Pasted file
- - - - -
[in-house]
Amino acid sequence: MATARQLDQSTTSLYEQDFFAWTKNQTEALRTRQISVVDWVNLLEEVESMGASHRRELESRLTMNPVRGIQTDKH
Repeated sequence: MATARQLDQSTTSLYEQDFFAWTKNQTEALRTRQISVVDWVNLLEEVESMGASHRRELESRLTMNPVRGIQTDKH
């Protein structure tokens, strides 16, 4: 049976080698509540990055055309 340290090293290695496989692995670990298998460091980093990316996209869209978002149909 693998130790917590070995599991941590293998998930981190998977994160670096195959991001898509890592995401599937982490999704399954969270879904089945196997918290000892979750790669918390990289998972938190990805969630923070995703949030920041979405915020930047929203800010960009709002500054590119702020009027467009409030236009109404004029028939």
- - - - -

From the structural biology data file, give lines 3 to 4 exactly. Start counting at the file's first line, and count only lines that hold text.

Repeated sequence: MATARQLDQSTTSLYEQDFFAWTKNQTEALRTRQISVVDWVNLLEEVESMGASHRRELESRLTMNPVRGIQTDKH
């Protein structure tokens, strides 16, 4: 049976080698509540990055055309 340290090293290695496989692995670990298998460091980093990316996209869209978002149909 693998130790917590070995599991941590293998998930981190998977994160670096195959991001898509890592995401599937982490999704399954969270879904089945196997918290000892979750790669918390990289998972938190990805969630923070995703949030920041979405915020930047929203800010960009709002500054590119702020009027467009409030236009109404004029028939």